Ancient Monuments

History on the Ground

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Cairn on the north side of Ravock, Bowes Moor, 600m west of West Stoney Keld

A Scheduled Monument in Bowes, County Durham

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Latitude: 54.5303 / 54°31'48"N

Longitude: -2.0537 / 2°3'13"W

OS Eastings: 396621.789

OS Northings: 514999.399502

OS Grid: NY966149

Mapcode National: GBR GJ31.5S

Mapcode Global: WHB4J.FD8C

Entry Name: Cairn on the north side of Ravock, Bowes Moor, 600m west of West Stoney Keld

Scheduled Date: 16 April 1999

Source: Historic England

Source ID: 1016611

English Heritage Legacy ID: 31821

County: County Durham

Civil Parish: Bowes

Traditional County: Yorkshire

Lieutenancy Area (Ceremonial County): County Durham


The monument includes a prehistoric cairn on Bowes Moor, on the north side of
Ravock, 600m west of West Stoney Keld, situated at the south edge of a
surfaced track.
The cairn consists of a heather covered, sub-circular mound, 7m in diameter
and 0.8m high. It shows little sign of past disturbance.
On the north side of the monument, the track surface is excluded from the
scheduling, although the ground beneath is included.

The site of the monument is shown on the attached map extract.
It includes a 2 metre boundary around the archaeological features,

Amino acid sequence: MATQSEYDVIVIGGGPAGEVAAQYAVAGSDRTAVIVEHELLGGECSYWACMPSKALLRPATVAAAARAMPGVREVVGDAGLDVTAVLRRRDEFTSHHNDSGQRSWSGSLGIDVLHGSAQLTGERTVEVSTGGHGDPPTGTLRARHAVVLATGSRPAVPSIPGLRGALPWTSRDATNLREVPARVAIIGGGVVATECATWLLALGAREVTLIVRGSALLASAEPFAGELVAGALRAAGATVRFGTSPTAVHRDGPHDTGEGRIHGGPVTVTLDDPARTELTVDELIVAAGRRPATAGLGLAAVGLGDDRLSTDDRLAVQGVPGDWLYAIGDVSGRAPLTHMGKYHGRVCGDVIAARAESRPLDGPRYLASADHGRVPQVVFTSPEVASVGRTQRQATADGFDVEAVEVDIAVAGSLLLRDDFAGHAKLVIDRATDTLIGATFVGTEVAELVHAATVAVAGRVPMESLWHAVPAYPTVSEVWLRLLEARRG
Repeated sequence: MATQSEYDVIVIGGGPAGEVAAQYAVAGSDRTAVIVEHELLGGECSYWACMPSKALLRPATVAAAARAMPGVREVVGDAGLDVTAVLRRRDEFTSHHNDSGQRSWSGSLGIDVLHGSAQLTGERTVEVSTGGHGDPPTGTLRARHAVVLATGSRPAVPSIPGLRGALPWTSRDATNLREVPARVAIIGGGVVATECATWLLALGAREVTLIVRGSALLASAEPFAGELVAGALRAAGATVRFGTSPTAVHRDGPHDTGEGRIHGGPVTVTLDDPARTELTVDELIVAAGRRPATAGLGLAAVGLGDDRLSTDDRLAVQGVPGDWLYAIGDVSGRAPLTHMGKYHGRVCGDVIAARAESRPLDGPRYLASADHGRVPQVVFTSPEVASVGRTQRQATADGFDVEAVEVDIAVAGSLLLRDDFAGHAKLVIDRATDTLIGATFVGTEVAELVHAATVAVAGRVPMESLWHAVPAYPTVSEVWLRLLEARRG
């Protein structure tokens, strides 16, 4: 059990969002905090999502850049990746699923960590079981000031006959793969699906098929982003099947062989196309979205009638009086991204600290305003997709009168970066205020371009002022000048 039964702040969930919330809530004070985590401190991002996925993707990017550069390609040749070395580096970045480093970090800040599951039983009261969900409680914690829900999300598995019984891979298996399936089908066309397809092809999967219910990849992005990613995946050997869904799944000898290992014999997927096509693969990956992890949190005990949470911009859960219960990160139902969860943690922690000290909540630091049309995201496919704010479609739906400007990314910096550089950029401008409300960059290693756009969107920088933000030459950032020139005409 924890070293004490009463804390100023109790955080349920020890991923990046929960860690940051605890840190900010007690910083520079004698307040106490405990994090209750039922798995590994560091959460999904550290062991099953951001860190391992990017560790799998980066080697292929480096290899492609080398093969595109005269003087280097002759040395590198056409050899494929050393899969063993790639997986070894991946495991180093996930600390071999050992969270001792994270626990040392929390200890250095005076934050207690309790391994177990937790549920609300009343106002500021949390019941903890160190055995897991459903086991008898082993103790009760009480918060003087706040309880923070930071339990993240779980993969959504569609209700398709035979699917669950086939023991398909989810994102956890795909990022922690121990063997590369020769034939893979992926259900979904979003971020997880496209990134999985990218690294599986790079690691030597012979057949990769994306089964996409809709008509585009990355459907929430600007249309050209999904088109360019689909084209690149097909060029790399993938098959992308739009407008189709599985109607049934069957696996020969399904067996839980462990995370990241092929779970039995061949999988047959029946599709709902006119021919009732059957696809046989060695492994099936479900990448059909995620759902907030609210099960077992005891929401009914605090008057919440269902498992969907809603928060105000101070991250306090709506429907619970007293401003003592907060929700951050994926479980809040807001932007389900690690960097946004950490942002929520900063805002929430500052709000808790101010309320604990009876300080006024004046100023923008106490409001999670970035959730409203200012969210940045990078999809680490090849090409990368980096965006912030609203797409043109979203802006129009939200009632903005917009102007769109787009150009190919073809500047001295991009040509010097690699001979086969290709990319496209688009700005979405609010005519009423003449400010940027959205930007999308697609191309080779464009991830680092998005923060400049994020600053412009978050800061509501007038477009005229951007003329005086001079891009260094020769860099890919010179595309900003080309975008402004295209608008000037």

considered to be essential for the monument's support and preservation.

Source: Historic England

Reasons for Scheduling

Round cairns are prehistoric funerary monuments dating to the Bronze Age
(c.2000-700 BC). They were constructed as stone mounds covering single or
multiple burials. These burials may be placed within the mound in stone-lined
compartments called cists. In some cases the cairn was surrounded by a ditch.
Often occupying prominent locations, cairns are a major visual element in the
modern landscape. They are a relatively common feature of the uplands and are
the stone equivalent of the earthen round barrows of the lowlands. Their
considerable variation in form and longevity as a monument type provide
important information on the diversity of beliefs and social organisation
amongst early prehistoric communities. They are particularly representative of
their period and a substantial proportion of surviving examples are considered
worthy of protection.

The cairn 600m west of West Stoney Keld survives well and will retain
significant information on prehistoric land use on the moor. It is also part
of a wider prehistoric landscape in the area which includes further cairns and
field systems.

Source: Historic England


Cairn on Ravock, Laurie, T, Cairn on Ravock, (1998)

Source: Historic England

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